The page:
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Revista Latinoamericana de Microbiologa (2000) 42:117-120 Asociacin Latinoamericana de Microbiologa

Identification of Human Papilloma Virus 16 in Uterine Cervix Smears


Sergio Andrs Tonon1*, Julin Alberto Ferreras1, Domingo Javier Liotta1, Paula Daniela Bos1, Juan Galuppo2 and Jorge Bruno Zinovich1 Laboratorio de Biologa Molecular Aplicada,1 and Ctedra de Citologa e Histologa2, Facultad de Ciencias Exactas, Qumicas y Naturales, Universidad Nacional de Misiones, Argentina. Flix de Azara 1552, Posadas, Misiones, 3300, Argentina.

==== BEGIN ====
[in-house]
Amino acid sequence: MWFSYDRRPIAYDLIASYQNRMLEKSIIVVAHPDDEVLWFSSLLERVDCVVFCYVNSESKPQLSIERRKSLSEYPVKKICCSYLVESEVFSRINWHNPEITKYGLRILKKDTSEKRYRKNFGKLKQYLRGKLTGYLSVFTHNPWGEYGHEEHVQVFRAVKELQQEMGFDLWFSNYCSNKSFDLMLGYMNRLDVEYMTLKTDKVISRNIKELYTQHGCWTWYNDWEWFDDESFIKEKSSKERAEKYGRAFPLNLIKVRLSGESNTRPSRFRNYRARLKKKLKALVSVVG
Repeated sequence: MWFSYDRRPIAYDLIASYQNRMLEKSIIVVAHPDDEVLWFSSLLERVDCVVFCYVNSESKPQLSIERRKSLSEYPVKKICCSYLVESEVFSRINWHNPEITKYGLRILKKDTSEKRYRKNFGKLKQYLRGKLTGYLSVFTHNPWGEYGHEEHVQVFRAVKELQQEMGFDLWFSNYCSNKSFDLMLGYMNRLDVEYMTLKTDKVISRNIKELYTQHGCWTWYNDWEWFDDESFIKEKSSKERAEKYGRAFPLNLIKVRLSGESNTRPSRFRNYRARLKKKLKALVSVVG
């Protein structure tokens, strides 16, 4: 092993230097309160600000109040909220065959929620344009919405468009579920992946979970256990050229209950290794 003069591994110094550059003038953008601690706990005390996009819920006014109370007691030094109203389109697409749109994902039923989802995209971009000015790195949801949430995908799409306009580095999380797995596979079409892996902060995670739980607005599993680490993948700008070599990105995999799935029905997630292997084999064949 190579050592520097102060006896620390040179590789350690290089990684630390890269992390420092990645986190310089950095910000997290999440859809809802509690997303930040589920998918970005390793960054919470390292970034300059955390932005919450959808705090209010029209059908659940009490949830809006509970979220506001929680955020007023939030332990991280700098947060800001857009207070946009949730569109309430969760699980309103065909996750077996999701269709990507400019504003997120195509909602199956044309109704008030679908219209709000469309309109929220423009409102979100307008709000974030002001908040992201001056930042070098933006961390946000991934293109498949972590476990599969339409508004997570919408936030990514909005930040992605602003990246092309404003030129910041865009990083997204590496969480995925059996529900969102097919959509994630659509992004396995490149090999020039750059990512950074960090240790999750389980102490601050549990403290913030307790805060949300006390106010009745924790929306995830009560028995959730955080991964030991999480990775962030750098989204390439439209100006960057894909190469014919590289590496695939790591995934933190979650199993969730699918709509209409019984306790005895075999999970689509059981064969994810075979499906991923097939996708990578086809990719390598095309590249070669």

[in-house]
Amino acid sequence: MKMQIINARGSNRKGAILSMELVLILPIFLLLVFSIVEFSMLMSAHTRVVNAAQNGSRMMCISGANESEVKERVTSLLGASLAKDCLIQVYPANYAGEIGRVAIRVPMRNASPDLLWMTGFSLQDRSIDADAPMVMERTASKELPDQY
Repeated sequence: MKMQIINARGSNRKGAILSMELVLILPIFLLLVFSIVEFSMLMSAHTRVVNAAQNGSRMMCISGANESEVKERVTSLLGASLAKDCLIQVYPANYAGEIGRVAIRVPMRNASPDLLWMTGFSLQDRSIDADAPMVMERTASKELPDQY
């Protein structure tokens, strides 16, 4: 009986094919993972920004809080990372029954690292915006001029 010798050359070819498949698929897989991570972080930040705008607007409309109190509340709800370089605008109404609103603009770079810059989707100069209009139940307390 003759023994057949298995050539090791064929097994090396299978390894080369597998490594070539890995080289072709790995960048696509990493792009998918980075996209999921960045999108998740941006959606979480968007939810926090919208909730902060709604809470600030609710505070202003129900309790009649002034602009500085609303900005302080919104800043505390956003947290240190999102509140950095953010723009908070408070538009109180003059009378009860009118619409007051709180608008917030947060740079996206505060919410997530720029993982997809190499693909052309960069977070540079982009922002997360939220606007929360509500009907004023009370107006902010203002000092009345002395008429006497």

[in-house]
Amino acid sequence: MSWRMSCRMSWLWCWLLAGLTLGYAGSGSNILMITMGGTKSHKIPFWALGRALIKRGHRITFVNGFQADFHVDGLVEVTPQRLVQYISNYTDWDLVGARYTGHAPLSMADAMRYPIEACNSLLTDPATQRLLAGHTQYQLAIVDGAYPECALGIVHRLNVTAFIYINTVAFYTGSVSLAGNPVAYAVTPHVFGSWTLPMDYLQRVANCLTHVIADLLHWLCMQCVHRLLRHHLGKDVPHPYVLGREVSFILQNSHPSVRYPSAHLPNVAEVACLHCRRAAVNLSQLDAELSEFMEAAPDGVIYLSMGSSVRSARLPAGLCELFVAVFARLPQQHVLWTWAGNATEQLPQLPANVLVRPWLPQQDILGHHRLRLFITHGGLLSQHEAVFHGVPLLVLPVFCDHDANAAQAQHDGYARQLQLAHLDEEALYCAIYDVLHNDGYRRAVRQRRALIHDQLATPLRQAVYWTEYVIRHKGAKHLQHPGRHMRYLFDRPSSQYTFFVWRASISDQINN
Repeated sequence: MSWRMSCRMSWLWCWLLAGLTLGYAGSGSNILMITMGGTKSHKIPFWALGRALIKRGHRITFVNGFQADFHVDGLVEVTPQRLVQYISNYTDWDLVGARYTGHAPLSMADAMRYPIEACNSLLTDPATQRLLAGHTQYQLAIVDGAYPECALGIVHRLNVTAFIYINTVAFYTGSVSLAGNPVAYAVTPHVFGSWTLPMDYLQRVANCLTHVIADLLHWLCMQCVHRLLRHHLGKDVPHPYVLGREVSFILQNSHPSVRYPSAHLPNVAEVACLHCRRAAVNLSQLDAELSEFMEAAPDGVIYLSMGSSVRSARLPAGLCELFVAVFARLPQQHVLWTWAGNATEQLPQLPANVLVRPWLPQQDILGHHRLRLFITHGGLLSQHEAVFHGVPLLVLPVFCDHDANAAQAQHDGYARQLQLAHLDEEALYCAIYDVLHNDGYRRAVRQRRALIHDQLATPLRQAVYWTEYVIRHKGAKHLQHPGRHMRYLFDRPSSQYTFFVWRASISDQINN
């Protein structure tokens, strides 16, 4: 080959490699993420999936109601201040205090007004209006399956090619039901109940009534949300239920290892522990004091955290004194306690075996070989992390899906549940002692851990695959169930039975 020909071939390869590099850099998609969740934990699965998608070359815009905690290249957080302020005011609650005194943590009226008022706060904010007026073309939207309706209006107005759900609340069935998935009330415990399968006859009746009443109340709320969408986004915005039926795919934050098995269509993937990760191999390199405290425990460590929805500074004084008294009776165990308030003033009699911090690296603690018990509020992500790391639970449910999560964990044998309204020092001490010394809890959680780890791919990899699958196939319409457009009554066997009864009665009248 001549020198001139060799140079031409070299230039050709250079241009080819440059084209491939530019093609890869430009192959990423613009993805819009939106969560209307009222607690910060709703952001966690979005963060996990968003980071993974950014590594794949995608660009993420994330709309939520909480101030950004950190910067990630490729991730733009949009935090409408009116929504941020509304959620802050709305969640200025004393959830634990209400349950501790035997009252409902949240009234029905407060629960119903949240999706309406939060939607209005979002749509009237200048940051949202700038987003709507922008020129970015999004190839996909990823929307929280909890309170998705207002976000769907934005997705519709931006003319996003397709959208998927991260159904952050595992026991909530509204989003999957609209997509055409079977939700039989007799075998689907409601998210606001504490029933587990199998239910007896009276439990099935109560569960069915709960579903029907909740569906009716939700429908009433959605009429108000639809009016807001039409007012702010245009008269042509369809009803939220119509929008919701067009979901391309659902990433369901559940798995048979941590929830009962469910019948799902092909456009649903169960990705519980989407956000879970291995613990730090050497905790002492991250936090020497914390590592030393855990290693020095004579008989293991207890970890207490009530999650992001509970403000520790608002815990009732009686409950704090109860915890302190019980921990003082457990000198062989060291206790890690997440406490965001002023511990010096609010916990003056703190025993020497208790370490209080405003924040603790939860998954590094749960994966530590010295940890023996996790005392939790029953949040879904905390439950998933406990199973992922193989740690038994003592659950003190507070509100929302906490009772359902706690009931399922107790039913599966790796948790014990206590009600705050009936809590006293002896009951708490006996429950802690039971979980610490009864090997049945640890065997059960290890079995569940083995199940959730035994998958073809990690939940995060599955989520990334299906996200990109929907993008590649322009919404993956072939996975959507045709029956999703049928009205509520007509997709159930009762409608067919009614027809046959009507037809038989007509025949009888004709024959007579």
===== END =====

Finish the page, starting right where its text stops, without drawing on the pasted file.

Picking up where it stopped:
* Corresponding author: E-mail: tonon@arnet.com.ar ABSTRACT. Epidemiological studies have identified human papilloma virus (HPV) infection as the main risk factor associated with development of cervical cancer. It has been found that 80 to 100% of advanced neoplasms and cervical invasive carcinomas contain only a few HPV types. Type 16 is the most prevalent of the invasive carcinomas (30-60%). It has therefore been suggested that follow-up and treatment of infected patients must be directed against the specific infective virus. Our objective was to develop a rapid method of identifying HPV 16 in cervical smears. To do this, a type-specific PCR amplification stage has been designed for the region corresponding to the HPV 16 E6 oncogene, followed by product confirmation by restriction enzyme digestion analysis. This method has been applied to fifteen fresh cytological cervical smear samples, obtained from patients infected with HPV 16, which were previously diagnosed by HSIL. The CaSki cell line genome carrying HPV 16 was used as the positive control and the HeLa cell line genome, normal human lymphocyte genome and two cytological samples infected with HPV 18 and 6, respectively were used as negative controls. A specific 140 bp amplification product was obtained from the HPV 16 E6 oncogene in all samples analyzed and in the positive control. Further enzyme restriction with Rsa I produced the expected cutting pattern of two fragments consisting of 90 and 50 bp. Negative controls and the samples infected with HPV 18 and 6 did not produce a specific amplification product. This method could be used as a rapid method of identifying HPV 16 in fresh cervical samples. Key words: HPV 16, genotyping, cervical cancer. RESUMEN. Epidemiolgicamente se ha identificado a las infecciones por Virus Papiloma Humano (HPV) como el mayor factor de riesgo asociado al desarrollo de cncer de crvix. Entre el 80 y 100% de las lesiones neoplsicas avanzadas y los carcinomas invasores de crvix contienen slo unos pocos tipos de HPV. El tipo 16 el ms prevalente en carcinomas invasores (30-60%). El seguimiento de pacientes infectadas y la conducta teraputica se sugiere debe orientarse segn el tipo viral infectante. Nuestro objetivo fue desarrollar una metodologa rpida para la tipificacin de HPV 16 en hisopados de lesiones de crvix. Para ello se dise una PCR tipo-especfica a partir de una regin del oncogn E6 del HPV 16 seguida de la confirmacin del producto obtenido mediante anlisis de la restriccin enzimtica. Con este mtodo, se analizaron quince muestras citolgicas frescas obtenidas de hisopados de crvix de pacientes infectadas por HPV 16 y con diagnstico HSIL. Se emplearon como control positivo genoma de la lnea celular CaSki que porta HPV 16 integrado y como controles negativos genomas de la lnea celular HeLa, de linfocitos humanos normales y de dos muestras citolgicas infectadas con HPV 18 y 6. Se obtuvo el producto especfico de amplificacin (140 pb) del oncogn E6 del HPV 16 en todas las muestras bajo anlisis y en el control positivo. La posterior restriccin enzimtica con Rsa I produjo el patrn de corte esperado, dos fragmentos de 90 y 50 pb. Los controles negativos y las muestras infectadas con HPV 18 y 6 no mostraron producto de amplificacin especfico. Este mtodo puede ser de utilidad para la tipificacin de infecciones por HPV 16 en muestras frescas de lesiones de crvix. Palabras Clave: HPV 16, genotipificacin, lesiones de crvix. INTRODUCTION Various epidemiological and clinical studies have e stablished a strong correlation between genital infection with the human papilloma virus (HPV) and development of uterine cervix cancer.1,9,15,24 This type of neoplasm represents approximately 6% of all human cancers and is the second most common form found in women.6,10,18,21,23 The application in recent years of molecular biological techniques has resulted in the exponential growth of knowledge related to the biology and pathogeny of HPV. To date, 78 different viral types causing human infection in the skin and mucosae are known.5,8 117